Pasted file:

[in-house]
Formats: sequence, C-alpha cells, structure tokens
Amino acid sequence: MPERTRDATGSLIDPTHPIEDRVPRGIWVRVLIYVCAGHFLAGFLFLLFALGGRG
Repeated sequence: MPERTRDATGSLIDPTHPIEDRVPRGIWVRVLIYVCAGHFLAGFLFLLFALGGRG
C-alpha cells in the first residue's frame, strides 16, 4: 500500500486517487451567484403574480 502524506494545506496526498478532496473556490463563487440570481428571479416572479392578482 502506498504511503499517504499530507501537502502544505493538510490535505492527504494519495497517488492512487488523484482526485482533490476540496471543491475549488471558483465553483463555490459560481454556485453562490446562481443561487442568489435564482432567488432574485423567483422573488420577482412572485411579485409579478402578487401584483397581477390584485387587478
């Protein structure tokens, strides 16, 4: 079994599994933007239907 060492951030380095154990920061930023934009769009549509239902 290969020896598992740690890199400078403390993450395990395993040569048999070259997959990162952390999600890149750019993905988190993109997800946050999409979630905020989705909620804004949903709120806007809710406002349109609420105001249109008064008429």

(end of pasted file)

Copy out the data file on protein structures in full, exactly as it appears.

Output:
[in-house]
Formats: sequence, C-alpha cells, structure tokens
Amino acid sequence: MPERTRDATGSLIDPTHPIEDRVPRGIWVRVLIYVCAGHFLAGFLFLLFALGGRG
Repeated sequence: MPERTRDATGSLIDPTHPIEDRVPRGIWVRVLIYVCAGHFLAGFLFLLFALGGRG
C-alpha cells in the first residue's frame, strides 16, 4: 500500500486517487451567484403574480 502524506494545506496526498478532496473556490463563487440570481428571479416572479392578482 502506498504511503499517504499530507501537502502544505493538510490535505492527504494519495497517488492512487488523484482526485482533490476540496471543491475549488471558483465553483463555490459560481454556485453562490446562481443561487442568489435564482432567488432574485423567483422573488420577482412572485411579485409579478402578487401584483397581477390584485387587478
């Protein structure tokens, strides 16, 4: 079994599994933007239907 060492951030380095154990920061930023934009769009549509239902 290969020896598992740690890199400078403390993450395990395993040569048999070259997959990162952390999600890149750019993905988190993109997800946050999409979630905020989705909620804004949903709120806007809710406002349109609420105001249109008064008429």